Heartland DE Inc. v. Rehoboth Mall Ltd P'ship

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Justia Opinion Summary

WenDover, is a Delaware corporation that operates a Wendy franchise in Rehoboth Beach. Defendant RMLP owns the Rehoboth Mall Shopping Center, where the restaurant is located. Heartland leased land from the RMLP and then subleased the land to WenDover. In 2006, the parties disagreed whether Heartland had properly exercised the lease’s second renewal term. To resolve that dispute, Heartland agreed to pay the third renewal term’s rental rate during the second renewal term, and RMLP forgave any noncompliance with the renewal provisions of the lease. RMLP contends that Heartland did not provide notice and exercise the option for the third term, informed Heartland that Heartland was occupying the leasehold under an at-will tenancy and demanded that Heartland vacate. Heartland sought to enjoin RMLP from seeking eviction from the Justice of the Peace Court. The chancellor determined that the court lacked jurisdiction over what “is essentially a real estate possession action,” over which the legislature has vested exclusive jurisdiction over such matters with the Justice of the Peace Courts.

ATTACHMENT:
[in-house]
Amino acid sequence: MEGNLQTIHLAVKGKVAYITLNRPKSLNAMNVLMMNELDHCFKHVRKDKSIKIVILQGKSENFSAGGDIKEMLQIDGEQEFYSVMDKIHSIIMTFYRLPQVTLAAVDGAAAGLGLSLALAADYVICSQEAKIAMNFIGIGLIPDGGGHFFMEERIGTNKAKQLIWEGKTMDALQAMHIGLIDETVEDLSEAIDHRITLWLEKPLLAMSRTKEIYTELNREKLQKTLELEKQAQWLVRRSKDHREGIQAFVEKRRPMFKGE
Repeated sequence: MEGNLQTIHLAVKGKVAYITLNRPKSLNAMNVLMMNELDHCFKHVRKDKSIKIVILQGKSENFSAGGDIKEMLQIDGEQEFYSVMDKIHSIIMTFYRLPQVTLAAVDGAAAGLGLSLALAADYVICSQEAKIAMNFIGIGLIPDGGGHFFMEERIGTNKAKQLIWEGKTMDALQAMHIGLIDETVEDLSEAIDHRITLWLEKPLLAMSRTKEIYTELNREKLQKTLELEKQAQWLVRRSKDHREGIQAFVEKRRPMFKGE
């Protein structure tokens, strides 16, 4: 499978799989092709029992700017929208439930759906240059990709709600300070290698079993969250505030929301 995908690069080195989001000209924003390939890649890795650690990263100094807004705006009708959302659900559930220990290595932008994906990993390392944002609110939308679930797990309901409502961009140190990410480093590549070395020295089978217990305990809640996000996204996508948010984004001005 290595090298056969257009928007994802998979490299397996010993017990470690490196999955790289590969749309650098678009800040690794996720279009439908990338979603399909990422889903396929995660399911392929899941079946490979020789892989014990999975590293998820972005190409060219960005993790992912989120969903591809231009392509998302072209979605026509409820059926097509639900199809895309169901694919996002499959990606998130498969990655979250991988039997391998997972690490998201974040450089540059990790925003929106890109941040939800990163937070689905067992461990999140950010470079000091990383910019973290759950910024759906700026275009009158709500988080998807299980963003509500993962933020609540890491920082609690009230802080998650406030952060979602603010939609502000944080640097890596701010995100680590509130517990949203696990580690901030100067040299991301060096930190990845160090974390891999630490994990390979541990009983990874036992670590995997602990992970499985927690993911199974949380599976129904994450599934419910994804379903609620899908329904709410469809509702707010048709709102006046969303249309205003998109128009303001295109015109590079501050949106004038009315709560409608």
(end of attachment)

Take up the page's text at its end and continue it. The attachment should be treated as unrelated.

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IN THE COURT OF CHANCERY OF THE STATE OF DELAWARE HEARTLAND DELAWARE INC. and WENDOVER, INC., Plaintiffs, v. REHOBOTH MALL LIMITED PARTNERSHIP, Defendant. ) ) ) ) ) ) Civil Action No. 7377-VCG ) ) ) ) ) MEMORANDUM OPINION Date Submitted: July 2, 2012 Date Decided: August 17, 2012 Kevin A Guerke, of SEITZ, VAN OGTROP & GREEN, P.A., Wilmington, Delaware; Attorney for Plaintiffs. John A. Sergovic, Jr., and Shannon D. Carmean, of SERGOVIC, CARMEAN & WEIDMAN, P.A., Georgetown, Delaware; Attorneys for Defendant. GLASSCOCK, Vice Chancellor This matter involves whether this Court can exercise jurisdiction over what is essentially a real estate possession action, notwithstanding that the Legislature has vested exclusive jurisdiction over such matters with the Justice of the Peace Courts. Under the circumstances here, at least, the answer is no. I. FACTS A. Parties Plaintiff WenDover, Inc. ( WenDover ), is a Delaware corporation that operates a Wendy s Old Fashioned Hamburgers franchise ( Wendy s ) in Rehoboth Beach, Delaware. Defendant Rehoboth Mall Limited Partnership ( RMLP ) is a Maryland limited partnership that owns the Rehoboth Mall Shopping Center, the shopping center in Rehoboth Beach, Delaware, where WenDover s restaurant is located. Plaintiff Heartland Delaware, Inc. ( Heartland ), is a Delaware corporation that leased land from the Defendant and then subleased the land to WenDover. B. History In 1985, Wendy s Old Fashioned Hamburgers of New York, Inc. ( WONY ), entered into a lease with RMLP (the Lease ). Under the terms of the Lease, a Wendy s would be built on a part of the Rehoboth Mall Shopping Center grounds (the Leasehold ). The Lease had a 15-year term beginning on January 1, 2 1987, with five optional renewal terms of five years each wherein the rent increased each term. On June 9, 1995, WenDover entered into a franchise agreement, presumably with WONY.1 Then, in June of 1996, Heartland purchased and was assigned the Lease. WenDover then subleased the Leasehold from Heartland. The Lease gave Heartland the right to exercise the Lease s renewal option by providing written notice 120 days before the beginning of a renewal term. Heartland exercised the Lease s first renewal term in 2001; however, in 2006, the parties disagreed whether Heartland had properly exercised the Lease s second renewal term. To resolve that dispute, Heartland agreed to pay the third renewal term s rental rate during the second renewal term, and RMLP forgave any noncompliance with the renewal provisions of the lease. Notice of the exercise of the third renewal term option was required, under the express terms of the lease, by August 29, 2011. RMLP, according to the Complaint, contends that Heartland did not provide notice and exercise the option. Accordingly, on September 21, 2011, RMLP informed Heartland that Heartland had failed to give a timely renewal notice. Heartland asserts that it had already exercised the third renewal term option in 2006 when it agreed to pay the third renewal term s rental rate during the second renewal term. Heartland alleges that it 1 The Complaint is unclear with whom WenDover entered into the franchise agreement. See Compl. ¶ 8. 3 informed RMLP of this fact, and that out of caution it also gave notice to RMLP that it intended to exercise the third renewal option. This notice was given on October 14, 2011, six weeks after the due date, and three weeks after Heartland was informed of its purported failure to exercise the option by RMLP. In a November 30, 2011, letter, RMLP informed Heartland that Heartland was occupying the Leasehold under an at-will tenancy and demanded that Heartland vacate the Leasehold. RMLP then began to charge Heartland monthly rent which Heartland paid. Then, in a February 9, 2012, letter, RMLP asserted that the Lease ended on November 30, 2011, and that if Heartland failed to vacate the Leasehold by March 31, 2012, RMLP would pursue legal action.2 Heartland brought this action to forestall that eventuality. II. ANALYSIS The Court of Chancery is a court of limited jurisdiction.3 This Court can acquire subject matter jurisdiction over a case in three ways: (1) [through] the invocation of an equitable right; (2) [through] the request for an equitable remedy when there is no adequate remedy at law; or (3) [by] a statutory delegation of subject matter jurisdiction. 4 If a court of law provides a remedy that is sufficient, 2 Heartland, at the time of the Complaint, had continued to pay its monthly rent. See Compl. ¶¶ 27, 28. 3 Clark v. Teeven Holding Co., Inc., 625 A.2d 869, 875-77 (Del. Ch. 1992). 4 Medek v. Medek, 2008 WL 4261017, at *3 (Del. Ch. Sept. 10, 2008); see also 10 Del. C. § 341; Mass. Mut. Life Ins. Co. v. Certain Underwriters at Lloyd s of London, 2010 WL 3724745, at *2 (Del. Ch. Sept. 24, 2010); Clark, 625 A.2d at 876. 4 that is, complete, practical and efficient[,] this Court is without jurisdiction. 5 When an adequate remedy at law exists, invoking a term of art or a request for traditional equitable relief will not provide a plaintiff with automatic access to this Court.6 Instead, this Court will thoroughly examine the allegations in the complaint to determine what a plaintiff truly hopes to gain, and then decide whether equitable jurisdiction exists.7 RMLP moves to dismiss under Court of Chancery Rule 12(b)(1), arguing that this Court lacks subject matter jurisdiction over the claims. RMLP asserts that the Justice of the Peace Court has exclusive jurisdiction over issues related to the possession of leased premises, under 25 Del. C. § 5700. The Justice of the Peace Court, however, only has jurisdiction over the summary proceeding related to the possession and cannot settle any other matters in controversy.8 The Plaintiffs assert that they seek equitable relief that the Justice of the Peace Court cannot provide, and that this Court should therefore retain jurisdiction. 5 Int l Bus. Machs. Corp. v. Comdisco, Inc., 602 A.2d 74, 78 (Del. Ch. 1991) (internal quotation marks removed); see also 10 Del. C. § 342. 6 Christiana Town Center, LLC v. New Castle Center, 2003 WL 21314499, at *3 (Del. Ch. June 6, 2003) (quoting McMahon v. New Castle Assocs., 532 A.2d 601, 603 (Del. Ch. 1987)); see also Comdisco, 602 A.2d at 78. 7 Medek, 2008 WL 4261017, at *3 ( In deciding whether or not equitable jurisdiction exists, the Court must look beyond the remedies nominally being sought, and focus upon the allegations of the complaint in light of what the Plaintiffs really seeks to gain by bringing his or her claim. (quoting Candlewood Timber Group, LLC v. Pan Am. Energy, LLC, 859 A.2d 989, 997 (Del. 2004))); Clark, 625 A.2d at 879 ( Furthermore, this Court, in determining whether there is equity jurisdiction, examines the allegations in the complaint in light of what the claimant actually seeks to gain thereby and does not merely rely on the prayers in the pleadings. ). 8 See Chitwood v. Lockhart, 1992 WL 368609, at *1 (Del. Ch. Dec. 11, 1992). 5 The Plaintiffs set forth two bases for this Court s equitable jurisdiction. First, the Plaintiffs seek an injunction preventing RMLP from seeking relief in another forum. Second, the Plaintiffs argue that a remedy exists unique to equity whereby this Court may allow a party to an option contract to exercise that option even though the party has failed to abide by the terms of the contract. For the reasons explained below, the Plaintiffs fail to assert a right to a viable equitable remedy.9 A. Injunctive Relief The Plaintiffs assert that this Court has subject matter jurisdiction because they seek to enjoin RMLP from filing an action for summary possession in the Justice of the Peace Court;10 however, [t]he General Assembly mandates exclusive jurisdiction in Justice of the Peace Court for summary possession proceedings. 11 Here, the Plaintiffs seek to enjoin RMLP from exercising its 9 The Plaintiffs seek a declaratory judgment that the Lease has not terminated or expired and Heartland is not a holdover tenant subject to eviction. Compl. ¶ 31. The Plaintiffs also seek a declaratory judgment that RMLP waived the renewal option s notice requirements, that RMLP is estopped from terminating the Lease, and that the Lease has effectively been renewed from January 2012 through December 2017. The seeking of declaratory relief standing alone is not a ground for jurisdiction being vested in this Court. Murry s Steaks of Delaware, Inc. v. Mart Associates, 1982 WL 17830, at *2 (Del. Ch. Sept. 29, 1982). Moreover, the Justice of the Peace Court has statutory jurisdiction over summary possession actions and filing a request for declaratory relief is insufficient to confer this Court with jurisdiction. See Lisa s Sailboats Inc. v. Dewey Beach Lions Club, 1991 WL 79479, at *1 (Del. Ch. May 3, 1991); Murry s Steaks, 1982 WL 17830, at *1-*2. 10 RMLP has not filed a summary possession action, it has merely expressed an intention to do so at some unidentified point. 11 Maddrey v. Justice of Peace Court 13, 956 A.2d 1204, 1207-08 (Del. 2008). See 25 Del. C. § An action for summary possession . . . shall be maintained in the Justice of the Peace Court 6 statutory rights, theoretically killing two legal birds with one stone: conferring equitable-remedy jurisdiction on this Court and simultaneously divesting the Justice of the Peace Court of jurisdiction. This Court has typically resisted similar jurisdictional legerdemain in the past.12 If a litigant could confer jurisdiction on this Court by seeking to enjoin the otherwise proper exercise of jurisdiction by the law courts, the Court of Chancery s jurisdiction would attain Brobdingnagian proportions. In Murry s Steaks of Delaware, Inc. v. Mart Associates, the plaintiff lessee filed suit in this Court to enjoin the defendant lessor from causing the lessee to vacate the shopping center wherein the lessee operated a restaurant.13 The court held that it did not have subject matter jurisdiction because there was an adequate remedy at law in the Justice of the Peace Court and that, in fact, the General Assembly ha[d] given to the Justice of the Peace Courts exclusive jurisdiction over which hears civil cases in the county in which the premises or commercial rental unit is located (emphasis added). After a judgment in a nonjury trial, such as a summary possession action in the Justice of the Peace Court, a party may appeal within five days and request a trial de novo before a special court comprised of 3 justices of the peace other than the justice of the peace who presided at the trial, as appointed by the chief magistrate or a designee, which shall render final judgment, by majority vote. 25 Del. C. § 5717(a). Moreover, [t]he Court shall not issue the writ of possession during the 5-day appeal period. Id. § 5717(d). After the initial hearing and statutory appeal, the statutory process ends, but the Superior Court can issue the common law writ of certiorari . . . to correct errors on the face of the record. Maddrey, 956 A.2d at 1207. 12 See generally Coin Automatic Laundry Equip. Co. v. Apartment Cmtys Corp., 1985 WL 22036 (Del. Ch. July 31, 1985); Priestly v. Stoltz Management Co., 1984 WL 19489 (Del. Ch. May 21, 1984). 13 1982 WL 17830, at *1. 7 landlord-tenant controversies. 14 Though the parties disputed whether there was a legally binding lease, this Court held that [t]he Justice of the Peace Courts ha[d] jurisdiction to determine whether a valid lease exists and therefore ha[d] jurisdiction to determine the issue of who [was] entitled to possession [of the premise]. 15 Similarly, in Lisa s Sailboats Inc. v. Dewey Beach Lions Club, the plaintiff lessee filed suit in this Court seeking a declaratory judgment that it had not breached its contract with the defendant lessor.16 The lessor asserted that the lessee had breached the lease and that it intended to institute a summary action for possession in the Justice of the Peace Court under the Delaware Landlord-Tenant Code. 17 To thwart the lessor, the lessee sought to enjoin the lessor from seeking the summary possession action.18 This Court held that it did not have subject matter jurisdiction because the legislature had already granted jurisdiction over summary possession actions to the Justice of the Peace Court.19 Accordingly, I also find that this Court lacks subject matter jurisdiction on this basis. 14 Id. at *1-*2. Id. at *2. 16 1991 WL 79479, at *1. 17 Id. 18 Id. 19 Id. at *1-2. KL Golf, LLC v. Frog Hollow, LLC, however, provided that this Court may enjoin a summary judgment proceeding in certain circumstances. 2004 WL 828377 (Del. Ch. Apr. 8, 2004). In KL Golf, when the defendant lessor filed a summary possession action in the Justice of the Peace Court, the plaintiff lessee filed suit in the Court of Chancery seeking to enjoin the summary possession proceeding. Id. at *1-*2. The lease in KL Golf contained an arbitration 15 8 B. Equitable Reformation in Aid of Negligence The Plaintiffs argue that this Court has jurisdiction because the Plaintiffs have requested an equitable reformation remedy that only this Court can provide. As noted above, the Justice of the Peace Courts are courts of limited jurisdiction and they only have such power as is statutorily conferred upon them. 20 As a result, any other matters in controversy between parties to a lease must be settled by a Court competent to hear them. 21 The Plaintiffs assert that the facts to be developed in this action may indicate that Heartland failed to exercise its option rights in a timely manner, as a result of its own carelessness and inattention, and clause wherein the parties agreed to adjudicate all disputes by an alternative resolution process. Id. at *1. This Court exercised equitable jurisdiction and enjoined the Justice of the Peace action pending arbitration. Id. at *2-*5. While the KL Golf court affirmed that the power of the Court of Chancery to enjoin actions at law included jurisdiction to restrain proceedings involving landlord tenant disputes for possession in the Justice of the Peace Courts, the court specifically distinguished KL Golf from Lisa s Sailboats, on the ground that in that case there was no contract right comparable to the Arbitration Clause that the parties here agreed to. Id. at *4. That is, the parties in KL Golf had already contracted away their statutory right to have the Justice of the Peace Court hear the summary possession action and the court was merely enforcing that contractual provision. RMLP and Heartland do not have a comparable bargainedfor arbitration clause or analogous contractual provision that would compel this Court to follow KL Golf. The Plaintiffs argue that, as in KL Golf, the parties also agreed in the Lease that they are entitled to seek injunctive relief. Pls. An. Br. at 14; see also Compl. ¶ 14 ( In addition to all other remedies, Lessor and [Lessee] are entitled to restraint by injunction of all violations actual, attempted or threatened of any covenant, condition or provision of this lease. ). This clause only provides that that the parties can seek a certain type of relief where a violation of the lease is threatened a circumstance not alleged here. The clause does not represent a mandatory jurisdictional self-ordering, as the parties had agreed to in KL Golf. 20 Chitwood, 1992 WL 368609, at *2. In regard to summary possession actions, the Justice of the Peace Courts are limited to try the right to possession-only. Exxon Corp. v. Truitt, 1985 WL 44695, at *2 (Del. Ch. Jan. 25, 1985). 21 Id. at *2. 9 that, if so, the time requirements it agreed to in the contract should be nullified, as a matter of equity. Specifically, the Plaintiffs argue that equity will excuse a commercial tenant s failure to exercise an option to renew a lease where the tenant s delay is slight, the loss to the lessor is small, and the failure to grant relief would work an unconscionable hardship on the lessee. 22 The Plaintiffs assert that if they did not effectively renew the third option, equity should excuse their failure, on the premise that the prejudice to RMLP would be slight, but the harm of dispossession to the Plaintiffs would be great because the sub-lessee would be driven from its place of business. The Plaintiffs contend, therefore, that this Court must retain jurisdiction because the Justice of the Peace Court cannot provide Heartland the equitable relief it seeks. It is important to note what remedies the Plaintiffs are not seeking. They do not request an equitable reformation based on fraud or oppression, a remedy potentially available in this Court.23 Nor are they asking this Court to interpret the lease in such a way that compliance with the time limitations on exercise of the options are not essential to that exercise, which would be an invocation of the 22 23 Greenhill Inv. Co. v. Tabet, 1986 WL 412, at *6 (Del. Ch. Oct. 31, 1986). See Cerberus Intern., Ltd. v. Apollo Mgmt., L.P., 794 A.2d 1141, 1151-52 (Del. 2002). 10 power to construe contracts available, if appropriate, in the law courts.24 Instead, the relief sought is the rewriting of the terms of the lease to extend the period within which the parties had agreed that Heartland could exercise its option to renew, to accommodate Heartland s negligence, on the ground that Heartland s failure to exercise the option was inadvertent and that a balance of equitable considerations favors Heartland. This peculiar equitable remedy reformation in accommodation of negligence has not been recognized by this Court before.25 In fact, such reformation, as explained below, runs counter to established Delaware law. The Plaintiffs, however, allege that such relief was sanctioned in Greenhill v. Tabet.26 The Plaintiffs, relying on Greenhill,27 argue that equitable reformation is available to certain commercial tenants who negligently fail to exercise a renewal option in a timely manner. In Greenhill, the plaintiff was a tenant of the defendant. The lease between the parties contained two renewal options under which the plaintiff could renew the lease if he provided 180 days written notice before the 24 See generally Brasby v. Morris, 2007 WL 949485, at *3-*4 (Del. Super. Mar. 29, 2007) ( Where the language of a contract does not contain a specific declaration that time is of the essence, the law permits the parties a reasonable time in which to tender performance. The reasonable time for performance is given regardless of whether the contract designates a specific date on which such performance is to be tendered. (internal quotation marks removed)). Nothing in this Opinion precludes any party from making such an argument in an appropriate court. 25 See generally Greenhill, 1986 WL 412. 26 Id. 27 Id. at *1. 11 expiration of the term.28 For the first renewal option, the plaintiff failed to provide 180 days notice, but the defendant still agreed to an extension of the lease.29 For the second renewal option, the plaintiff failed to provide notice and the defendant notified the plaintiff that the lease would be terminated.30 The plaintiff contended it should be excused from its technical non-compliance with the 180-day notice provision and that its notice of renewal should be declared to be effective notwithstanding its lateness, 31 the precise cry for relief from its own negligence that the Plaintiffs make here. The Greenhill court considered whether in this context there was any equitable principle that would excuse negligent noncompliance with a time limitation of the kind here involved. 32 Then-Chancellor Allen noted that Delaware courts had not addressed this issue, but other jurisdictions generally followed one of two lines of authority.33 Under the traditional view, equitable relief is not available to remedy a commercial tenant s failure to timely exercise an option to renew a lease where that failure results from simple negligence or inadvertence. 34 The reasoning is 28 Id. Id. 30 Id. at *2. 31 Id. 32 Id. at *3. 33 Id. Compare Koch v. H & S Dev. Co., 163 So.2d 710 (Miss. 1964); McClellan v. Ashley, 104 S.E.2d 55 (Va. 1958), with Xanthakey v. Hayes, 140 A. 808 (Conn. 1928), F.B. Fountain Co. v. Stein, 118 A. 47 (Conn. 1922), Sosanie v. Pernetti Holding Corp., 279 A.2d 904 (N.J. Super. Ct. Ch. Div. 1971); J.N.A. Realty Corp. v. Cross Bay Chelsea, Inc., 366 N.E.2d 1313 (N.Y. 1977). 34 Greenhill, 1986 WL 412, at *5. 29 12 that the parties agreed to a contract, and that absent fraud, mistake, or other malfeasance, the court should not rewrite the contract.35 This rule protects the right to contract and promotes commercial fairness by virtually foreclosing the potential for economic manipulation that an option requiring notice in advance of the expiration of the lease would otherwise allow. 36 The alternative view is that an equitable remedy exists for a tenant who has negligently failed to exercise a renewal option in a timely manner where the tenant s delay is slight, the loss to the lessor is small, and the failure to grant relief would work an unconscionable hardship on the lessee. 37 This rule allows a court to shape a remedy just and appropriate under a variety of circumstances and though commercial certainty is sacrificed, this sacrifice can be minimized by judicial restraint.38 The Chancellor declined to decide which approach should be followed because he concluded that on the facts presented before the Court, the plaintiff would not be entitled to relief under either approach. 39 Chancellor Allen revisited a similar issue seven years later. In Greenville Retirement Community, L.P. v. Koke, the plaintiff managed a retirement community wherein the community s residents would purchase a condominium 35 Id. Id. at *6. 37 Id. 38 Id. at *7. 39 Id. at *3. The circumstances in Greenhill found insufficient to support relief were strikingly similar to the facts alleged in support of reformation here. 36 13 from the plaintiff.40 As part of the sale agreement on the resident s death the plaintiff had an option to repurchase the condominium at a discounted price.41 The plaintiff, however, failed to exercise the repurchase option within the time contractually agreed to and the plaintiff then brought suit against the deceased s estate to force conveyance of the condominium.42 This Court declined to provide that relief. The dispositive question was whether the plaintiff s failure to exercise the option in a timely manner was fatal to [the plaintiff] s ability to force conveyance of the real estate subject to the option. 43 The failure was not the result of any manipulation, deception or sharp practices by defendant. 44 The plaintiff simply failed to adhere to the written provision of the contract.45 Chancellor Allen noted that bright line provisions in contracts creating options are universally respected by courts unless the optionor is estopped or has waived the limitation they imply. 46 The Chancellor stated that respect for the social utility achieved by the legal rule that time is of the essence in option contracts, requires the conclusion that plaintiff s right to repurchase expired or lapsed when the plaintiff failed to exercise the option in a timely 40 1993 WL 328082, at *1 (Del. Ch. Aug. 11, 1993). Id. 42 Id. 43 Id. at *5. 44 Id. 45 Id. at *4. 46 Id. at *5. 41 14 manner.47 The Chancellor observed that the fact that this result represent[ed] a windfall to defendants [was] not a happy circumstance, but [it was] a cost of maintaining our legal system of clear rules that facilitate wealth creating transactions. 48 Equity respects the freedom to contract 49 and equitable [r]eformation is appropriate only when the contract does not represent the parties intent because of fraud, mutual mistake or, in exceptional cases, a unilateral mistake coupled with the other parties knowing silence. 50 None of those concerns are alleged here. Equity, therefore, will not rewrite a contract to save a party from its own negligence. It is always tempting for a judge, particularly a judge sitting in equity, to impose a result that seems fairer than one the parties have imposed upon themselves through contract; however, if contract rights were only to be enforced upon a balancing of the equities, mischief would result far greater than is imposed, on occasion, by letting parties order their own affairs.51 47 Id. at *6. Id. 49 Martin Marietta Materials, Inc. v. Vulcan Materials Co., 2012 WL 1605146, at *58 n.283 (Del Ch. May 4, 2012) (quoting Asten, Inc. v. Wangner Sys. Corp., 1999 WL 803965, at *6 (Del. Ch. Sept. 23, 1999); see also Libeau v. Fox, 880 A.2d 1049, 1056 (Del. Ch. 2005) ( When parties have ordered their affairs voluntarily through a binding contract, Delaware law is strongly inclined to respect their agreement, and will only interfere upon a strong showing that dishonoring the contract is required to vindicate a public policy interest even stronger than freedom of contract. ). 50 James River-Pennington Inc. v. CRSS Capital, Inc., 1995 WL 106554, at *7 (Del. Ch. Mar. 6, 1995). 51 I note that the detriment that the Plaintiffs contend they will inccur absent relief that WenDover will lose its business is likely hyperbolic. The complaint makes it clear that RMLP 48 15 Based on the facts of this case, there is no reason to expand to the relief traditionally afforded by equitable reformation. Accordingly, this Court does not provide an equitable remedy to a commercial lessee who fails to exercise a renewal option because of its own negligence or inadvertence.52 The right the Plaintiffs seek to vindicate in equity does not exist, and a request for relief under such a theory cannot confer jurisdiction here. III. CONCLUSION I have found that 1) this Court does not have jurisdiction, under the facts of the complaint, to enjoin the Defendant from seeking relief from the Justice of the Peace Court in this matter where that court has exclusive jurisdiction; and 2) that a claim does not exist in equity to nullify the Defendant s contractual rights arising from the Plaintiffs purported failure to timely exercise an option. The Plaintiffs other arguments, based on the meaning and application of the option rights under the lease, are available at law and may be heard before the Justice of the Peace Court (and the Superior Court, if certiorari review is appropriate). The wishes to renegotiate a lease. What has happened here is that the parties agreed to a lease in 1985 at a rental rate that is now below the market. The Plaintiffs had an option to continue that lease and capture for themselves the difference between the lease rate and the market rate. If they failed to exercise that option, the parties will now have to negotiate to reallocate the surplus, presumably in a way more favorable to RMLP. If operation of a fast-food restaurant is still an appropriate use of the leasehold, this need not result in the relocation or loss of WenDover s business. 52 I note that the analysis found in this Opinion applies only to sophisticated parties engaged in a commercial real estate transaction and may not be applicable to residential tenants where different public policy concerns exist, and whose rights are set out in the Delaware LandlordTenant Code. See 25 Del. C. §§ 5701-5718. 16 Defendant s Motion to Dismiss under Court of chancery Rule 12(b)(1) is granted; however, [n]o civil action . . . brought in any court of this State shall be dismissed solely on the ground that such court is without jurisdiction of the subject matter and the Plaintiffs may elect to transfer this action to the appropriate court, if they so desire, by filing a written election of transfer within 60 days of the order consistent with this Opinion becoming final.53 appropriate form of order. 53 10 Del. C. § 1902. 17 The parties should submit an